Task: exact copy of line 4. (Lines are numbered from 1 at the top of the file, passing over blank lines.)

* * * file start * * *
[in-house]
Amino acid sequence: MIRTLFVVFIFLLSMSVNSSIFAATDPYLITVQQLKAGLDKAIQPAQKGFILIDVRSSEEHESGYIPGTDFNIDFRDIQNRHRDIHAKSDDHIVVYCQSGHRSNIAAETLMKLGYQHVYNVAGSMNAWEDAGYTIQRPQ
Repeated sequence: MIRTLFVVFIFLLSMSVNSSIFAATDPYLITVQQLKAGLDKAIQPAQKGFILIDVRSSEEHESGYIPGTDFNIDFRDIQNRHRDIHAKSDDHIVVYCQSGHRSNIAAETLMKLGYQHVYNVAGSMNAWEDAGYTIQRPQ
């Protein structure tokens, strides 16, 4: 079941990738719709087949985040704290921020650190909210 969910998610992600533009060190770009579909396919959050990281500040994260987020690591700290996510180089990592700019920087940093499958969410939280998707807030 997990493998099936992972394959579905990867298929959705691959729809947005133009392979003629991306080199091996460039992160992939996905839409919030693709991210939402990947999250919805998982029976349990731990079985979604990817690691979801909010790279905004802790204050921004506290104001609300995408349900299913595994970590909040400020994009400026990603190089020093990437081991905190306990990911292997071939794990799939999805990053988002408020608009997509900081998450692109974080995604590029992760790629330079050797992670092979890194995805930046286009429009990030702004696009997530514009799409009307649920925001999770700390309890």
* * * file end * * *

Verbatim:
């Protein structure tokens, strides 16, 4: 079941990738719709087949985040704290921020650190909210 969910998610992600533009060190770009579909396919959050990281500040994260987020690591700290996510180089990592700019920087940093499958969410939280998707807030 997990493998099936992972394959579905990867298929959705691959729809947005133009392979003629991306080199091996460039992160992939996905839409919030693709991210939402990947999250919805998982029976349990731990079985979604990817690691979801909010790279905004802790204050921004506290104001609300995408349900299913595994970590909040400020994009400026990603190089020093990437081991905190306990990911292997071939794990799939999805990053988002408020608009997509900081998450692109974080995604590029992760790629330079050797992670092979890194995805930046286009429009990030702004696009997530514009799409009307649920925001999770700390309890």